Hoever also failed to state a claim that Officer Serrato infringed on Hoever's rights to free speech and to access the courts. Hoever alleged that Officers Serrato and Kriss inventoried and stored Hoever's personal and legal mail and that Hoever later requested the materials from Kriss. No plausible inference could be drawn from Serrato's conduct that he intended to "chill[], inhibit[], or interfere[] with [Hoever's] ability to speak" or associate with his family, see Al-Amin v. Smith, 511 F.3d 1317, 1334 (11th Cir. 2008), or to "frustrate[] or impede[] [Hoever's] efforts to pursue a nonfrivolous legal claim," see Bass v. Singletary, 143 F.3d 1442, 1445 (11th Cir. 1998).

Hoever waived his right to contest the dismissal of his complaint that Kriss interfered with his access to the courts. The district court dismissed Hoever's complaint for failure to allege an actual injury. See id. at 1445; see also Chandler, 926 F.2d 1063 (if "alleged deprivations are of a minor and short-lived nature and do not implicate general policies" then "an inmate [must] articulate facts indicating some prejudice such as being unable to do timely research on a legal problem or being procedurally or substantively disadvantaged in the prosecution of a cause of action"). The district court twice invited Hoever to "submit an amended complaint. . . [containing] facts which would support []his [access to courts] claim," but he omitted that claim from his amended pleading. Hoever "waived [his] right to complain about [the dismissal] . . . after . . . [foregoing] the opportunity to" present additional allegations to support his claim. See Tamimi v. Howard Johnson Co., 807 F.2d 1550, 1555 (11th Cir. 1987).

Hoever abandoned his complaint that Kriss infringed his right to free speech. "An amended pleading supersedes the former pleading; the original pleading is abandoned by the amendment, and is no longer a part of the pleader's averments against his adversary." Dresdner Bank AG, Dresdner Bank AG in Hamburg v. M/V OLYMPIA VOYAGER, 463 F.3d 1210, 1215 (11th Cir. 2006) (internal quotation marks and citation omitted). Although the two orders issued by the district court informed Hoever that it had yet to rule on his "First Amendment claims for free speech and free exercise of religion," Hoever addressed only the Free Exercise Clause in his amended complaint. Because Hoever omitted the issue of free speech from his amended complaint, that issue was "no longer a part of [his] averments against [Kriss]." See id. We deem abandoned Hoever's complaint about the violation of his right to free speech. See id.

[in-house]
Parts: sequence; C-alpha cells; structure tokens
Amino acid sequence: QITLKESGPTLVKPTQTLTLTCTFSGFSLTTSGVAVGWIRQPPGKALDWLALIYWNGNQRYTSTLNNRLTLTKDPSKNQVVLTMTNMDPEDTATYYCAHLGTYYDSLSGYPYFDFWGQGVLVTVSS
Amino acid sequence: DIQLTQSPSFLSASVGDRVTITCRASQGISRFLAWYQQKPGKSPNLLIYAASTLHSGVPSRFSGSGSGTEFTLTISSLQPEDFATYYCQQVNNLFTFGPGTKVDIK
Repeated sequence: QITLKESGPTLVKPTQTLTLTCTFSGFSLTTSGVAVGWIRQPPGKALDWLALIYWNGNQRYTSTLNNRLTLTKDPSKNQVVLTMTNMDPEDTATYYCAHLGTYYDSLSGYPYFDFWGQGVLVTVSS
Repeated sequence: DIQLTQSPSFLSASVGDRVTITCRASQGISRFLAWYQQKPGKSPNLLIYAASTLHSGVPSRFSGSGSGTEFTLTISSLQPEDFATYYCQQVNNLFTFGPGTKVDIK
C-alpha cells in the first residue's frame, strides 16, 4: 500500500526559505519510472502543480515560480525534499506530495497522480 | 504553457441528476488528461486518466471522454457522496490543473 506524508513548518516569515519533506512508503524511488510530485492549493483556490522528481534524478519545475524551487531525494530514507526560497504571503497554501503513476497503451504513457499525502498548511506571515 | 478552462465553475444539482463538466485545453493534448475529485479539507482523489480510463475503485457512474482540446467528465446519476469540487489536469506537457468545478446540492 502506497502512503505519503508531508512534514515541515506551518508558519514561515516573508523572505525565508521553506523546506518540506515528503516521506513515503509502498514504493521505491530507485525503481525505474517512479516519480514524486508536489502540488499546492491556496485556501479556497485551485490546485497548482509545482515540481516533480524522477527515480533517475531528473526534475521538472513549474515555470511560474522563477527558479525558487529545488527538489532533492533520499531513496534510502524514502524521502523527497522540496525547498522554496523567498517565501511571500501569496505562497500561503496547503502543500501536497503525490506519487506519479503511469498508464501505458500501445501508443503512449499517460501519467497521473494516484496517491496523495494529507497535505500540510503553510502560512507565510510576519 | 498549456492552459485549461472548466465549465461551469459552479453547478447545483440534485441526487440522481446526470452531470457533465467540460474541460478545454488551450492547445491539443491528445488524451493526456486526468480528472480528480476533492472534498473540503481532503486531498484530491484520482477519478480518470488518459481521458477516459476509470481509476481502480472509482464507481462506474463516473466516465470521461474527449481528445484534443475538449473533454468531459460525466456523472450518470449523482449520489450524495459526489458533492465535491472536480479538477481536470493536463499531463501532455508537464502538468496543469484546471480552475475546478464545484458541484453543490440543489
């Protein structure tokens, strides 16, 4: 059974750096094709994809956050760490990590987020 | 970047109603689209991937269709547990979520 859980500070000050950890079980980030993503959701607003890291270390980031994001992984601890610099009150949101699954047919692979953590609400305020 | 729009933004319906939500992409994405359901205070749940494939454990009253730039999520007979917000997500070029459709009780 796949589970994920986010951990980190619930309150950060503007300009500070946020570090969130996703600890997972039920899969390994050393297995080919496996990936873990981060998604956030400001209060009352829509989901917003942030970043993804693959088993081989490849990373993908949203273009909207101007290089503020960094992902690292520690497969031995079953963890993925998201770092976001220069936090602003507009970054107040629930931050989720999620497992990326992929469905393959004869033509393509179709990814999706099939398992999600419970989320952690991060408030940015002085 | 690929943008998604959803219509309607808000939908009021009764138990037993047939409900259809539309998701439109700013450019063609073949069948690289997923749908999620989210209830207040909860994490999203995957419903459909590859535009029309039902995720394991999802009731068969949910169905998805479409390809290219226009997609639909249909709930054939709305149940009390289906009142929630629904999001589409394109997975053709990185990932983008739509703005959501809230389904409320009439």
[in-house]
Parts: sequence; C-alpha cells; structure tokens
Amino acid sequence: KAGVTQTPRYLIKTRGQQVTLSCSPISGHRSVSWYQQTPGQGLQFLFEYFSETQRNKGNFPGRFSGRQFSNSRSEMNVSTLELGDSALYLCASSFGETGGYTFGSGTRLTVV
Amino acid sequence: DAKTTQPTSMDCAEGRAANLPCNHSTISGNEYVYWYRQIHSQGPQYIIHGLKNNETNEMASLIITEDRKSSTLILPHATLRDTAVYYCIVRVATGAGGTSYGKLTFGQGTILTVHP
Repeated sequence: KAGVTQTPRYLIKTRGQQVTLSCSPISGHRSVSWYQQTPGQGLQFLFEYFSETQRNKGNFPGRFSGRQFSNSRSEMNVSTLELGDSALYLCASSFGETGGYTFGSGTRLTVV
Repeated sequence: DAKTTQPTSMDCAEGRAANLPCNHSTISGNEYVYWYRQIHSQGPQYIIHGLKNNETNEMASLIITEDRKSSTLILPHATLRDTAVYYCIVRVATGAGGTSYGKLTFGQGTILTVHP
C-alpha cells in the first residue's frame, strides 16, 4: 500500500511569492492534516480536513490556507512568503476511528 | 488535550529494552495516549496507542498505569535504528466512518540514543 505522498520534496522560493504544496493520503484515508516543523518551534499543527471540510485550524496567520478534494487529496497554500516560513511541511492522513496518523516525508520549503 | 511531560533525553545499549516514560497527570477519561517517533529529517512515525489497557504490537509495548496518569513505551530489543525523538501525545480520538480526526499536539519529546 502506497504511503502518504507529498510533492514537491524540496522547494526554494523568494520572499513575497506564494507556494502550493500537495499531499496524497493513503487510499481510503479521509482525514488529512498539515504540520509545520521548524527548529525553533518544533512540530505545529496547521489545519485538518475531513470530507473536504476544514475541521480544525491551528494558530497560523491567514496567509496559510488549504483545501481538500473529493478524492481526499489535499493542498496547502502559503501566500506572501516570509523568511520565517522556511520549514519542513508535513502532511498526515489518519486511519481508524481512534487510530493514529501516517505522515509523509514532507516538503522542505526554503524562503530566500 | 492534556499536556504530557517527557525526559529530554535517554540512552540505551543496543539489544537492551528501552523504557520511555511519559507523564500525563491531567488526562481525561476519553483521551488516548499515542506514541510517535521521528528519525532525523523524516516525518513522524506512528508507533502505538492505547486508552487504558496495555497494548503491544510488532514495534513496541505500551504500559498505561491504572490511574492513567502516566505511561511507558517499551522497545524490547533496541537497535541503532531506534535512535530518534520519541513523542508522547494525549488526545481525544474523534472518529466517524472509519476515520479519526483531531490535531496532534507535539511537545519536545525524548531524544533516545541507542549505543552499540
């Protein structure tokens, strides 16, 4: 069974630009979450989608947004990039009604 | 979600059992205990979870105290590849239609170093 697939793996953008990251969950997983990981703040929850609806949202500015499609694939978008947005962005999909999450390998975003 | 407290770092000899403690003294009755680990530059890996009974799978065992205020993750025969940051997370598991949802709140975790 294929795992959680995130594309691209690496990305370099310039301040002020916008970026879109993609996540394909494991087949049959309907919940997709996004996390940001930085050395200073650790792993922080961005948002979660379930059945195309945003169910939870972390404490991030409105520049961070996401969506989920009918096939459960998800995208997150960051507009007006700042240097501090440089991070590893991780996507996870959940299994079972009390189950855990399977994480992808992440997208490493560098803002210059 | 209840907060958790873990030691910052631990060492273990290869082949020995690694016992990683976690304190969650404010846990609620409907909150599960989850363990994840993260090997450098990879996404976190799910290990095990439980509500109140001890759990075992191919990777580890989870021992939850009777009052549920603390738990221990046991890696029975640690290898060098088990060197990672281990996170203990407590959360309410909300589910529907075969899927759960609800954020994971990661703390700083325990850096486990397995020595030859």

Hoever failed to state a plausible claim for relief based on the Eighth Amendment. To prove a violation of the Eighth Amendment, Hoever had to establish that "the condition he complain[ed] of [was] sufficiently serious to violate the Eighth Amendment" such that it "pose[d] an unreasonable risk of serious damage to his future health or safety" and that prison personnel were deliberately indifferent to his condition. See Chandler v. Crosby, 379 F.3d 1278, 1289 (11th Cir. 2004). Hoever alleged that the officers deprived Hoever of lunch. Hoever did not assert that missing one meal worsened his health.

Hoever also failed to state a claim against Colonel Belleis and Deputy Chief Hall. "[I]t is well established in this Circuit that supervisory officials are not liable under § 1983 for the unconstitutional acts of their subordinates on the basis of respondeat superior or vicarious liability." Keith v. DeKalb Cty., Ga., 749 F.3d 1034, 1047 (11th Cir. 2014) (quoting Cottone v. Jenne, 326 F.3d 1352, 1360 (11th Cir. 2003)). Liability attaches only if a supervisor "directly participated in the unconstitutional conduct" or there is a causal connection between the supervisor's actions and the alleged constitutional violation. See Cottone, 326 F.3d at 1360. To prove a causal connection, Hoever had to establish that the supervisors' "custom or policy . . . resulted in deliberate indifference to constitutional rights," or that a reasonable inference exists that "the supervisor[s] directed [their] subordinates to act unlawfully or knew that [they] would act unlawfully and failed to stop them from doing so." See id. Hoever failed to identify a policy that resulted in a constitutional violation, and his allegation that the supervisors denied grievances against their subordinates was insufficient to establish that the supervisors instigated or encouraged unlawful conduct.